Image Image Image Image Image Image Image Image Image Image

Poetic Thinking 2016 | January 17, 2020

Scroll to top

Top

2 Comments

ars/poiēsis

ars/poiēsis
Scott Weiss

I want to revisit a distinction we tried to make in class last week between art and poetry.  We struggled with the question of whether one lay beneath the other’s umbrella, and if so, which category subsumed the other.  As a classical philologist, I naturally consider the etymologies to the two terms: Latin ars and Greek poiēsis.  At our first meeting, we discussed the idea of poiēsis as creation.  Ars means skill or craft, its Greek equivalent being technē.  The two terms do not conflict with one another but rely on one another: skillful creation or creative skill.

Art tends to evoke the visual and poetry the written, but even in antiquity the line blurred.  The Roman poet Horace began his Ars poetica with a discussion of painting as an analogy for poetry (ut pictura poesis), and Simonides (one of Horace’s many Greek models) famously wrote that “painting is silent poetry, and poetry painting that speaks.”  Lessing absorbed these ideas in his treatise Laocoön and formulated the distinction that poetry works temporally and painting spatially.  I think we will ultimately find such a distinction unsatisfying.  Part of our collective project, it seems, is to understand poetics broadly.  We may think in terms of relationships and interactions across media, but hierarchies and divisions run counter to our enterprise.  I’ll continue to think about ars and poiēsis and the extent to which they are useful categories for articulating poetic thinking across media.

Comments

  1. conor lauesen

    Hey Scott,

    I really enjoyed reading your post: your knowledge of classical antiquity, linguistic nuance and theoretical frameworks are all impressive and helpful. Thank you for this. A few comments, thoughts I had when considering your ideas:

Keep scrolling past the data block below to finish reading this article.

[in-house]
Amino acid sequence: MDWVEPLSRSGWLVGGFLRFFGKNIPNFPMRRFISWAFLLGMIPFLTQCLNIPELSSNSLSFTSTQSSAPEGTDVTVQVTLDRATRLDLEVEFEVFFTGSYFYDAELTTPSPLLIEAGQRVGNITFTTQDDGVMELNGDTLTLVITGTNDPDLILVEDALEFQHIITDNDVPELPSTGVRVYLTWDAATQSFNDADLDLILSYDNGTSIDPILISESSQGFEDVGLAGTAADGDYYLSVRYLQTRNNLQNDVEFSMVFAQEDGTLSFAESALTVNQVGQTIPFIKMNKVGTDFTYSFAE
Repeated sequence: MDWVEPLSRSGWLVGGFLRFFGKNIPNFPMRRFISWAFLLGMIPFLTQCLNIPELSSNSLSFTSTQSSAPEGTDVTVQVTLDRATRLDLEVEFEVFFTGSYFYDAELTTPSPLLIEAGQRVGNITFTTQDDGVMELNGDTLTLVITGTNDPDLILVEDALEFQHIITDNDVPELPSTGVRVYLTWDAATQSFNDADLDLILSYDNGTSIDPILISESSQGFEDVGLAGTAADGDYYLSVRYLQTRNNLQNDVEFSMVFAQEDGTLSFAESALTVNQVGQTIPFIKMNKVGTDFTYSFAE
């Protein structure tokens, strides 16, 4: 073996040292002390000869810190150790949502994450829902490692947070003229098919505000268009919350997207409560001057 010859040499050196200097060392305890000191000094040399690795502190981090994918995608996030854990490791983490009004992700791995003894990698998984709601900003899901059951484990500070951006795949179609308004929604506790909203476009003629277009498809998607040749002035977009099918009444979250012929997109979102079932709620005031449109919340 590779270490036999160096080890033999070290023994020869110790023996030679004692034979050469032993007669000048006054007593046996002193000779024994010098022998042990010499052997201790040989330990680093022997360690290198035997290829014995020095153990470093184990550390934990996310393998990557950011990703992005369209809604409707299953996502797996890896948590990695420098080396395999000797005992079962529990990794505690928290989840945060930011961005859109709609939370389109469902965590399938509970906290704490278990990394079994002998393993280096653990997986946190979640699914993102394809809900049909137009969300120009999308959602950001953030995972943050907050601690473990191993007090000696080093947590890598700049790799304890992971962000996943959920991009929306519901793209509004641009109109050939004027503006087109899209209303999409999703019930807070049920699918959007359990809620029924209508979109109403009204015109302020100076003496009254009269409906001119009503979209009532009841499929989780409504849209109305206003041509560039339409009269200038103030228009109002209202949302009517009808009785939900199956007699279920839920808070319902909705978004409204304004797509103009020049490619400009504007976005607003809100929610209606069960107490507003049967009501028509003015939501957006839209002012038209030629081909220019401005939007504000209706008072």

1) Painting, ‘Vulcan at the Forge,’ – when I see this painting the ontological issues of ‘Making’ resound: it seems to thus also be one of many paintings ideal for our class, most generally.
    To create out of materials, bleeding forms and liquidation of metals sculpted into new ‘solid shapes/bodies/vessels.’

    2) Gaston Bachelard and his writing on the elemental—specially the life of materials and his book, ‘Air and Dreams.’ Maybe we can talk more about his work and process in class.

    3) Rubens and the cultivation of his home, workshop and painting process. To me this becomes very much materialized in his garden. Atop the gates of this verdant and immaculately constructed space, the goddess ‘Hermathena’ (wisdom/eloquence and the arts/poetics) stands. I’ve thought about how this figure embodies the desires and Eros of Rubens: the mythical and cosmological signification, interior garden worldscape replete with alchemic mist, the liquidation of sculpted materiality transmutating solidity to fluidity

    4) Moonwalking with Einstein, The recent book published by Joshua Foer. His introduction addresses Simonides as poet and collected/rememberEr of History: the process and function memory, visualization of momentous events, and a kind of necromantic impetus dovetail to create Foer’s reading of remembrance (the shape/role/construction of memory at large)

    5) Last, I am always mesmerized by the profundity of the relational model of poetry and painting. Your mentioning of I wanted to think also about photography as poetry: the fragment, the sublimely poetic, the unutterable. Perhaps thinking of paintings as having another kinship with the poetic prose of the Novels/Literary Form in general. Issues of narrative, myth, and epic driven proportionality juxtaposed to the poetics / stillness /silence of photographs

  2. *Velazquez, 1629-30, ‘Apollo at the Forge of Vulcan’ (1)

Submit a Comment